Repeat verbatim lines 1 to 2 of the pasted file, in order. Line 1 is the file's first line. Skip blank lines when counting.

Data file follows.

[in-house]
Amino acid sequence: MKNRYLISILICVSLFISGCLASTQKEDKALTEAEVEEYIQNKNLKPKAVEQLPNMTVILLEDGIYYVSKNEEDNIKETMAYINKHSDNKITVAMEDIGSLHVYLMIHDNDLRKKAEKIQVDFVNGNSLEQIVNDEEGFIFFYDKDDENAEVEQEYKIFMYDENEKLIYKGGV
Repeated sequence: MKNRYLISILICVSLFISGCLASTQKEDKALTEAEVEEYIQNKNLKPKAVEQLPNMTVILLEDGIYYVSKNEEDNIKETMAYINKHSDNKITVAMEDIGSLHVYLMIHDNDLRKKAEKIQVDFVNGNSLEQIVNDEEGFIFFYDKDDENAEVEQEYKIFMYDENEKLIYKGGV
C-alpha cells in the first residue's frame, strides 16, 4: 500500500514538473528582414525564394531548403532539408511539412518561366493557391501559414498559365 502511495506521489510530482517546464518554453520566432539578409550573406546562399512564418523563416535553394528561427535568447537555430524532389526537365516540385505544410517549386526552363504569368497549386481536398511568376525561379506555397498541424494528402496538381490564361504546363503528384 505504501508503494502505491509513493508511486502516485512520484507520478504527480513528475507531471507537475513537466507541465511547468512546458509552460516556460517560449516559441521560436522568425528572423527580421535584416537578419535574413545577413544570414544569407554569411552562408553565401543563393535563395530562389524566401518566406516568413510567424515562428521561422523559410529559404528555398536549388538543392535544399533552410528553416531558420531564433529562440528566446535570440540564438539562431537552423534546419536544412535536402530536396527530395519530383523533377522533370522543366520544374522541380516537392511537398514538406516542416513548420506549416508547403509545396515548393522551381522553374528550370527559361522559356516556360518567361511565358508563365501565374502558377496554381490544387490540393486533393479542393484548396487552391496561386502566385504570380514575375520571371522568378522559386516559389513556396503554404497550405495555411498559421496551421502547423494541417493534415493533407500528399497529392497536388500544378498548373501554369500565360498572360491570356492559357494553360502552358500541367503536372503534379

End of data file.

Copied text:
[in-house]
Amino acid sequence: MKNRYLISILICVSLFISGCLASTQKEDKALTEAEVEEYIQNKNLKPKAVEQLPNMTVILLEDGIYYVSKNEEDNIKETMAYINKHSDNKITVAMEDIGSLHVYLMIHDNDLRKKAEKIQVDFVNGNSLEQIVNDEEGFIFFYDKDDENAEVEQEYKIFMYDENEKLIYKGGV